Canadian Publishers Association Honors Gregory Younging Posthumously

In News by Porter Anderson

The late Greg Younging, an influential figure in Canada’s Indigenous publishing community, and his work is recognized with the ACP’s President’s award.

Image – iStockphoto: Ivan Balvan

By Porter Anderson, Editor-in-Chief | @Porter_Anderson

‘The Essential Project of Reconciliation’
Iin a statement released to the news media today (May 27), Kate Edwards, director of the Association of Canadian Publishers (ACP), has announced that the late Gregory Younging of Northern Manitoba’s Opaskwayak Cree Nation will be given the organization’s President’s Award at the group’s annual general meeting on June 19.

Younging was a figure of commanding significance in the Canadian publishing industry, running the first Indigenous-owned publishing house in the nation, Theytus Books—based in Syilx territory on the Penticton Indian Reserve in British Columbia—as managing editor from 1990 to 2004, then as its director and publisher from 2015 forward.

The association, in its statement, says, “As an educator, he opened the eyes and minds of students, editors, and publishers to their roles in the essential project of reconciliation.”

Younging was a member of the association, serving on its board until his death on May 3 at age 58. He also was an assistant director on the research team for the Canadian government’s Truth and Reconciliation Commission.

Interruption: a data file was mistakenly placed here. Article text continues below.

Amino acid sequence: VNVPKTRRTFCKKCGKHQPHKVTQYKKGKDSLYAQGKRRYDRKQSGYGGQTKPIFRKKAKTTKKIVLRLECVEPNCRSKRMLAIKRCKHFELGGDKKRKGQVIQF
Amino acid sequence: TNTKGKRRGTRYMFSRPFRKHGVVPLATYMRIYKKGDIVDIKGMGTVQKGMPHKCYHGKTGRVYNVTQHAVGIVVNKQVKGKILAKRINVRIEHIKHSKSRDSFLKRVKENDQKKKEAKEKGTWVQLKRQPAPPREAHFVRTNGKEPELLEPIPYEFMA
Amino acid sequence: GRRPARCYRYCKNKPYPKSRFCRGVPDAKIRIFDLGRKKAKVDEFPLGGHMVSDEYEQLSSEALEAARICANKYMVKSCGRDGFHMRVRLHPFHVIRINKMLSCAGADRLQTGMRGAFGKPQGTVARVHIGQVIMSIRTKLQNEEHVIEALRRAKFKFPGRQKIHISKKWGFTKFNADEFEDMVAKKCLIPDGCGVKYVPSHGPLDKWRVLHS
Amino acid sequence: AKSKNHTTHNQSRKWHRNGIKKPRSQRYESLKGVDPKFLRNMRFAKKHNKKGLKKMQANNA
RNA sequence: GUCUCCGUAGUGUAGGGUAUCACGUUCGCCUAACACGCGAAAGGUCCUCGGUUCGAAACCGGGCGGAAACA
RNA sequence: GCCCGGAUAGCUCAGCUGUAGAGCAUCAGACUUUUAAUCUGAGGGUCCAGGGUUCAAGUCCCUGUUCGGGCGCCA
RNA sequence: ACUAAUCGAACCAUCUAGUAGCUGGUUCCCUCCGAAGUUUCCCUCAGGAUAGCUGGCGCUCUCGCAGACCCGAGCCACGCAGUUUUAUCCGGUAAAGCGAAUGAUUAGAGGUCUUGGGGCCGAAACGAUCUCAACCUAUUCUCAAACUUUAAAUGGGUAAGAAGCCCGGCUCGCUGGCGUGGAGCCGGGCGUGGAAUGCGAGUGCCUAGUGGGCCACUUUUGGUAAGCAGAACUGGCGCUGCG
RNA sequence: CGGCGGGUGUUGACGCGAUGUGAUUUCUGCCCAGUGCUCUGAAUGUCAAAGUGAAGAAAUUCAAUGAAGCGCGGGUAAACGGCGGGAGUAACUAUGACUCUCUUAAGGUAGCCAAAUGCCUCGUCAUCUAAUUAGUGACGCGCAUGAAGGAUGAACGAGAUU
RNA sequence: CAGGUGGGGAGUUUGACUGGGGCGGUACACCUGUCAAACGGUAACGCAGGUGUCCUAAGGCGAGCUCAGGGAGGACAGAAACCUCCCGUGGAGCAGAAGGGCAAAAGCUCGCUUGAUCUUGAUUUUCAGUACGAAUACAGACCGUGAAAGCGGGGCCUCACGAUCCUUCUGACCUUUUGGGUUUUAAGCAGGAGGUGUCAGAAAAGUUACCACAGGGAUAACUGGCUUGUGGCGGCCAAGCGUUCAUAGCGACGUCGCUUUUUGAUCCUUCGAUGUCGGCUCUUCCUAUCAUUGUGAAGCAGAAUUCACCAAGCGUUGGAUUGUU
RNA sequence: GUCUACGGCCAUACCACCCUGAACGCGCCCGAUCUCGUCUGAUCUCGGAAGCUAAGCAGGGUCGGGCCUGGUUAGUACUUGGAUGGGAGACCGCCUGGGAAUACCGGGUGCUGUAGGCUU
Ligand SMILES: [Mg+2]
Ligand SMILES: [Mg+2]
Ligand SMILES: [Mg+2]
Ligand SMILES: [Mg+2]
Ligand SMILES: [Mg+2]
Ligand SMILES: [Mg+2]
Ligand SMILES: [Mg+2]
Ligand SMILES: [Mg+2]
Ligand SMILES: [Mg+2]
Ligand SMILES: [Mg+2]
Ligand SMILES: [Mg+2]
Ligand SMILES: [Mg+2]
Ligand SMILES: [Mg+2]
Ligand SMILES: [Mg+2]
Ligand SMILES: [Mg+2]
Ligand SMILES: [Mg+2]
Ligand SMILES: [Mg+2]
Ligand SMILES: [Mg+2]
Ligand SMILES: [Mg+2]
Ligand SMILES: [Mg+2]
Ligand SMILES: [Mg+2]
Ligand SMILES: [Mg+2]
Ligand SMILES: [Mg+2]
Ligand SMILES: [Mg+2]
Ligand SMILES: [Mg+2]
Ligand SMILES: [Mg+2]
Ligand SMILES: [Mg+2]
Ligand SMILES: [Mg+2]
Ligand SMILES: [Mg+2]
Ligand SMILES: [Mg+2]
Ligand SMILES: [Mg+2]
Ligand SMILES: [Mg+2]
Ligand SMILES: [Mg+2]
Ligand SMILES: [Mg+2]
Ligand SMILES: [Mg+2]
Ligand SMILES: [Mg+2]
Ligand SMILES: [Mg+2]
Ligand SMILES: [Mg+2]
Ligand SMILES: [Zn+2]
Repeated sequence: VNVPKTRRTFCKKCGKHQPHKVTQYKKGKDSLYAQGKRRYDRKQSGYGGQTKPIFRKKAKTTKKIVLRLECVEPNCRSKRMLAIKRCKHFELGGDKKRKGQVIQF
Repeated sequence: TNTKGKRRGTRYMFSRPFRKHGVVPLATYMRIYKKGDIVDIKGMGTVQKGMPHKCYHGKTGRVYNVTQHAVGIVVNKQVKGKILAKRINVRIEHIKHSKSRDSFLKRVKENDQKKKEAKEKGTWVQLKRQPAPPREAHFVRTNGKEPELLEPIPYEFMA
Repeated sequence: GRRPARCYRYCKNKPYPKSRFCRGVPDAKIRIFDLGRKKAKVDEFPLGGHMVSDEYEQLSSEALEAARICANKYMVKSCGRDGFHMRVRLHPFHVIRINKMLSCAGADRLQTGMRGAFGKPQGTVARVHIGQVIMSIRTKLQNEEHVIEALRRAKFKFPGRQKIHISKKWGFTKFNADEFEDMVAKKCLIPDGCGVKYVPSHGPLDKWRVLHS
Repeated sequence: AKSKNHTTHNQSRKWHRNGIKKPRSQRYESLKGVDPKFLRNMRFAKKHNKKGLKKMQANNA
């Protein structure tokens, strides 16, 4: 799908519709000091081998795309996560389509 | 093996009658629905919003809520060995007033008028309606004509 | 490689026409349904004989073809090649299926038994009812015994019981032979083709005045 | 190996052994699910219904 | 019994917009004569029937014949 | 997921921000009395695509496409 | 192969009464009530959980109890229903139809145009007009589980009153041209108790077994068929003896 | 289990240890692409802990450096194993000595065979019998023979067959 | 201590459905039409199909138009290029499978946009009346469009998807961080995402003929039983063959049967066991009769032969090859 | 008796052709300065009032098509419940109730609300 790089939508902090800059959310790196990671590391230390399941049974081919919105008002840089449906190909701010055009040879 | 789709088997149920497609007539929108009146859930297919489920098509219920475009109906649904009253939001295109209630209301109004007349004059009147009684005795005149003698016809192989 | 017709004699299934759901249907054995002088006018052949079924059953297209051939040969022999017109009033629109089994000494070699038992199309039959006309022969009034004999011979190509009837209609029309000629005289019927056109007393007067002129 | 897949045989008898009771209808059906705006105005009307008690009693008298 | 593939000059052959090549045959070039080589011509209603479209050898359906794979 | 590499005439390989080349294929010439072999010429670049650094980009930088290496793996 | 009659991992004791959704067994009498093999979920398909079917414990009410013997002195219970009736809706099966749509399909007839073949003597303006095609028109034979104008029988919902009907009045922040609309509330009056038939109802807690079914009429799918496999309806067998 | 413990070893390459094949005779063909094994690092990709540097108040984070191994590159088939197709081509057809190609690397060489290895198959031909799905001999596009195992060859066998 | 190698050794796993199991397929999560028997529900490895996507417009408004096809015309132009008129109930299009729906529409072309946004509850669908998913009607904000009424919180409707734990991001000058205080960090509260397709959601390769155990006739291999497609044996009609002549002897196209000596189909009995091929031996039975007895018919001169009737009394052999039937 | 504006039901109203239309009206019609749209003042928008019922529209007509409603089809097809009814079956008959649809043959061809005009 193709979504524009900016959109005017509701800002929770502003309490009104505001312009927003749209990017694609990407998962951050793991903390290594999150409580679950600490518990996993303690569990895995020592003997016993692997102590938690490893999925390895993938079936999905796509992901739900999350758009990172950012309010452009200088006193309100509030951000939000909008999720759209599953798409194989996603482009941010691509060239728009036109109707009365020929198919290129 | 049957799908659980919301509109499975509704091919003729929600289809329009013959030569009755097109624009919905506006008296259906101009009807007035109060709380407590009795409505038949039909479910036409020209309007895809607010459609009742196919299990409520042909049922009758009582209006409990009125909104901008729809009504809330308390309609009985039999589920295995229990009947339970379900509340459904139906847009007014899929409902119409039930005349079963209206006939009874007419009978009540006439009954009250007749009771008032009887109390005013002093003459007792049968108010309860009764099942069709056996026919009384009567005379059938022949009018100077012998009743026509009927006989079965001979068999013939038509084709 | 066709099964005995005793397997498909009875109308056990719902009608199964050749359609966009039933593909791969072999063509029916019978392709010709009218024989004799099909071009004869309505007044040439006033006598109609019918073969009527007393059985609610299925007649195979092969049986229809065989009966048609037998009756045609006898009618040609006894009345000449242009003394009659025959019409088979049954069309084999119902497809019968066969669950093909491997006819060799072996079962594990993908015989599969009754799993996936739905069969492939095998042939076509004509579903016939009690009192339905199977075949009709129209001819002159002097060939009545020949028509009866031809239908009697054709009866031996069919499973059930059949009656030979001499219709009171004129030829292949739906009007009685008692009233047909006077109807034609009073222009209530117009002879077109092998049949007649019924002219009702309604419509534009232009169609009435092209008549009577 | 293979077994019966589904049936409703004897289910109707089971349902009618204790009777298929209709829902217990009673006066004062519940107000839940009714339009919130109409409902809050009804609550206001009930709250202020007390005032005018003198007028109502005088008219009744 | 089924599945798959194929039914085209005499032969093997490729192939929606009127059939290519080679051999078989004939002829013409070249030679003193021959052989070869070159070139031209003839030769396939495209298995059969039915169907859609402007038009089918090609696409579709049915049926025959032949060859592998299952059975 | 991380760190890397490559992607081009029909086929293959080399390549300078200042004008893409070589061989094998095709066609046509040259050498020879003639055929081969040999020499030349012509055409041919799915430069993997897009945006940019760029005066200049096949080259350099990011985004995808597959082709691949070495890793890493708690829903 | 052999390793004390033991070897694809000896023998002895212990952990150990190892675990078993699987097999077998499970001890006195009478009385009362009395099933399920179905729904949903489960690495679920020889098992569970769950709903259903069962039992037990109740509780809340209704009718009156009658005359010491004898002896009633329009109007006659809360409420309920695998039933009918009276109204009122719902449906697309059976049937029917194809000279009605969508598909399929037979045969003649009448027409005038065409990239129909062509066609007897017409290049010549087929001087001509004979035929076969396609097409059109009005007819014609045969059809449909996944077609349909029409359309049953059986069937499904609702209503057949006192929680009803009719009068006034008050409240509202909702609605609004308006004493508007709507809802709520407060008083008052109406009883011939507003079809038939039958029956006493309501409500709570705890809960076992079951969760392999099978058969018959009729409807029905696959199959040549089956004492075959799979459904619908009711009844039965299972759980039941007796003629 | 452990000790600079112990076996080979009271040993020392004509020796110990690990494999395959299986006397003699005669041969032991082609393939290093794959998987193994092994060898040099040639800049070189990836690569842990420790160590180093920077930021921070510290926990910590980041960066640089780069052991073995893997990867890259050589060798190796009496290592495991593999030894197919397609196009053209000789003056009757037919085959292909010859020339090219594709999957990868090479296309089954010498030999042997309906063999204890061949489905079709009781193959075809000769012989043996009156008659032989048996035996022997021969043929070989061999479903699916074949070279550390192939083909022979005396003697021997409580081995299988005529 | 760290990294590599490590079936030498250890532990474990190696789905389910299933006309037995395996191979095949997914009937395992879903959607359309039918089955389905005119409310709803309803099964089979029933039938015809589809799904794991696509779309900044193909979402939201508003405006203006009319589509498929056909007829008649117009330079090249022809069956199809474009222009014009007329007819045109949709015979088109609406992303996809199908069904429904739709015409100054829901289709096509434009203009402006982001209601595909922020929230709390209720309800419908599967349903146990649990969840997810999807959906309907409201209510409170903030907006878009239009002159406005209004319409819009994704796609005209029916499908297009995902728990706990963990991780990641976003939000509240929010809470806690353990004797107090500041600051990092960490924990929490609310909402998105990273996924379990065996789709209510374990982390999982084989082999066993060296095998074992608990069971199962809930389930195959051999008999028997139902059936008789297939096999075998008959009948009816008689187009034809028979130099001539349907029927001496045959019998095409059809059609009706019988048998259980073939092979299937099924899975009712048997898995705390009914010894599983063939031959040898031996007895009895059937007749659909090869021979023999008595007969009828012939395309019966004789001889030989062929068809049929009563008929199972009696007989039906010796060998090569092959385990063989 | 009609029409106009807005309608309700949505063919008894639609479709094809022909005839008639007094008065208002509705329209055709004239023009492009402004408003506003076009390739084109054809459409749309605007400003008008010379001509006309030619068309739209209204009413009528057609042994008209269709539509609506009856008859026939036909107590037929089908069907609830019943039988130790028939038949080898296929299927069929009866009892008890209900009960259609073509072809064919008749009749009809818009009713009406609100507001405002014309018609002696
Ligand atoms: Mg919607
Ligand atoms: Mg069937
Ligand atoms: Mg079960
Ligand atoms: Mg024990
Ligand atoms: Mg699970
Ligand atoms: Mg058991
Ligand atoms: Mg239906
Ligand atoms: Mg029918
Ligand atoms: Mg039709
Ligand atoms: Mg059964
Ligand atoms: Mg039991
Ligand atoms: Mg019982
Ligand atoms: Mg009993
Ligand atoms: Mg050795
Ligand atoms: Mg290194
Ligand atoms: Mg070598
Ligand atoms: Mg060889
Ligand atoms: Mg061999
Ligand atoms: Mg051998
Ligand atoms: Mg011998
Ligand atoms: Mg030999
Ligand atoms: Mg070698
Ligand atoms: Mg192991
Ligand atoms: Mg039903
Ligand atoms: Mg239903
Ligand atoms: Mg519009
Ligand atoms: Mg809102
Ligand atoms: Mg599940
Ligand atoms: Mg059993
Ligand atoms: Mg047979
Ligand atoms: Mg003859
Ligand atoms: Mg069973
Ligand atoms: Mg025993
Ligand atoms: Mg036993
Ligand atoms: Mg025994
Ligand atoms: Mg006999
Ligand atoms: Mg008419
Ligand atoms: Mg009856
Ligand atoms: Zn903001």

In February 2018, Younging’s Elements of Indigenous Style was published by Brush Education, the publishing house led by the association’s president, Glenn Rollans. The book is a long-called-for guide for editors and writers who, when encountering work of Canada’s First Nations, have needed to know points of proper usage and sensitivity. As the book’s description has it, the work offers “advice on culturally appropriate publishing practices, including how to collaborate with Indigenous Peoples, when and how to seek the advice of Elders, and how to respect Indigenous oral traditions and traditional knowledge.”

“Style is fraught with politics,” wrote CBC Radio’s Duncan McCue in his review of the work, “especially when writing about Indigenous Peoples. Now, writers, academics, journalists, publishers, and students can breathe a sigh of relief. Reach for this essential Indigenous style guide, not only when searching for the right word, but when seeking guidance on the importance of relationships and trust.”

Métis author Cherie Dimaline, 2017 winner of the Governor General’s Award for Young People’s Literature (for The Marrow Thieves, Dancing Cat Books), said, “Elements of Indigenous Style is a beautiful beginning, a gathering place and a cultivator of both discussion and growth.

Greg Younging

“Younging’s work clears the ground, drafts the blueprints and starts the framing out on the house that we need for our stories. At the same time, Younging manages to write both solid and grounded guidelines while leaving malleability in the architecture so that the ideas can grow and evolve. And we are all invited to share, discuss, add to, and cultivate this important work.”